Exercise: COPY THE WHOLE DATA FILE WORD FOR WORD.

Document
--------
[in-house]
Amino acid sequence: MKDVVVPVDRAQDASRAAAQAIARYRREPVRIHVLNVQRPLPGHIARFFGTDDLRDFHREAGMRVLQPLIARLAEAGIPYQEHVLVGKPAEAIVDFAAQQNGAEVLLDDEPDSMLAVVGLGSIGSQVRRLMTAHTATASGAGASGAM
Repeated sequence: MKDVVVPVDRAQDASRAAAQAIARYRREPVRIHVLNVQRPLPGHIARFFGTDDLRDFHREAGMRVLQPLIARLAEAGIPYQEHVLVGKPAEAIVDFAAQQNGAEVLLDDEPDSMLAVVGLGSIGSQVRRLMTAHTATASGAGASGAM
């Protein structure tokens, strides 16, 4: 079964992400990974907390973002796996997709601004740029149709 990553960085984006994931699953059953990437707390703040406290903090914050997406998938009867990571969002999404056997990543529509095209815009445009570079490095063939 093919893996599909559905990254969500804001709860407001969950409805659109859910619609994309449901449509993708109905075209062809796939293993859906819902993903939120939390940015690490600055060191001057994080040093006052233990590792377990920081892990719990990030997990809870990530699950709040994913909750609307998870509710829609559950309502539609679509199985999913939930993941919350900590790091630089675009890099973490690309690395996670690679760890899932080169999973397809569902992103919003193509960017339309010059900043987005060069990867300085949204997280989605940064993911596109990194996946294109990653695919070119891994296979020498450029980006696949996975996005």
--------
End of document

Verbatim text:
[in-house]
Amino acid sequence: MKDVVVPVDRAQDASRAAAQAIARYRREPVRIHVLNVQRPLPGHIARFFGTDDLRDFHREAGMRVLQPLIARLAEAGIPYQEHVLVGKPAEAIVDFAAQQNGAEVLLDDEPDSMLAVVGLGSIGSQVRRLMTAHTATASGAGASGAM
Repeated sequence: MKDVVVPVDRAQDASRAAAQAIARYRREPVRIHVLNVQRPLPGHIARFFGTDDLRDFHREAGMRVLQPLIARLAEAGIPYQEHVLVGKPAEAIVDFAAQQNGAEVLLDDEPDSMLAVVGLGSIGSQVRRLMTAHTATASGAGASGAM
């Protein structure tokens, strides 16, 4: 079964992400990974907390973002796996997709601004740029149709 990553960085984006994931699953059953990437707390703040406290903090914050997406998938009867990571969002999404056997990543529509095209815009445009570079490095063939 093919893996599909559905990254969500804001709860407001969950409805659109859910619609994309449901449509993708109905075209062809796939293993859906819902993903939120939390940015690490600055060191001057994080040093006052233990590792377990920081892990719990990030997990809870990530699950709040994913909750609307998870509710829609559950309502539609679509199985999913939930993941919350900590790091630089675009890099973490690309690395996670690679760890899932080169999973397809569902992103919003193509960017339309010059900043987005060069990867300085949204997280989605940064993911596109990194996946294109990653695919070119891994296979020498450029980006696949996975996005």